When we werenít in blinds or relocating camp we turned our attention to the local vegetation. We found that elevation differences of a few hundred yards influenced plant growth dramatically. At the tops of sloping meadows herbaceous plants were just emerging from winter dormancy, while 200 yards below they had formed a flowering carpet a foot deep or more. The earliest species to emerge included sedges, grasses, and bulb-forming monocots, followed a few weeks later by a wide variety of flowing herbs.
The monsoon rains returned on May 13th, after only 4 days of unimpeded fieldwork. The attending wind and fog made monal observation virtually impossible. When we were hampered only by fog we busied ourselves collecting plants, with condensation dripping from the brims of our hats in a steady stream. On one occasion, frustrated by our inability to look for monal in additional locations, we spent a full 2 hours sitting in drizzling rain, listening for monal. We didnít hear anything, and we got thoroughly soaked. We tried to dry out next to a smoky bamboo fire, but with humidity above 95% we found that it was more effective to just wear our clothes until they dried from body heat.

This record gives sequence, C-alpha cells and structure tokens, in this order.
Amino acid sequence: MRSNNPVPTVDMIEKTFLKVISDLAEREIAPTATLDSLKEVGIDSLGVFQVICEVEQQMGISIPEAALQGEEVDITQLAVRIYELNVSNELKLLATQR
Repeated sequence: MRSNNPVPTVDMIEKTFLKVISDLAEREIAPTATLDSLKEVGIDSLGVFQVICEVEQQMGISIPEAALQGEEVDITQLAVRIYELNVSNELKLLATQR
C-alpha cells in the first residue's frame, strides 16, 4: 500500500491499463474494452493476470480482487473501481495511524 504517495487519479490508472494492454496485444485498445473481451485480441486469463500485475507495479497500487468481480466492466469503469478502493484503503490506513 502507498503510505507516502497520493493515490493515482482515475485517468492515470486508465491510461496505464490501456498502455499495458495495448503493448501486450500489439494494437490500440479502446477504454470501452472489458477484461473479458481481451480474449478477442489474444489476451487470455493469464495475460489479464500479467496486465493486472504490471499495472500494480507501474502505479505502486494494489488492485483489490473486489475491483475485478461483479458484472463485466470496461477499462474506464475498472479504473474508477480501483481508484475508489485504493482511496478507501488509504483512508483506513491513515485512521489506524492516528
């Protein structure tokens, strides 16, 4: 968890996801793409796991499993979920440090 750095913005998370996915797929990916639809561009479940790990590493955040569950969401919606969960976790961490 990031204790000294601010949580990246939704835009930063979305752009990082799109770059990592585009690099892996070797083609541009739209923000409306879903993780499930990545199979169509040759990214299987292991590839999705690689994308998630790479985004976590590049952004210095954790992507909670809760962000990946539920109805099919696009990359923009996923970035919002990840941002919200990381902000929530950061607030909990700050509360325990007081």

After 5 days of rain and fog with little productive work accomplished, our planned departure day had arrived. Three porters emerged from the fog and drizzle to help us carry our supplies off the mountain. It was clear that a springtime study of Sclaterís Monal would require special monsoon-worthy equipment and a unique approach to data collection.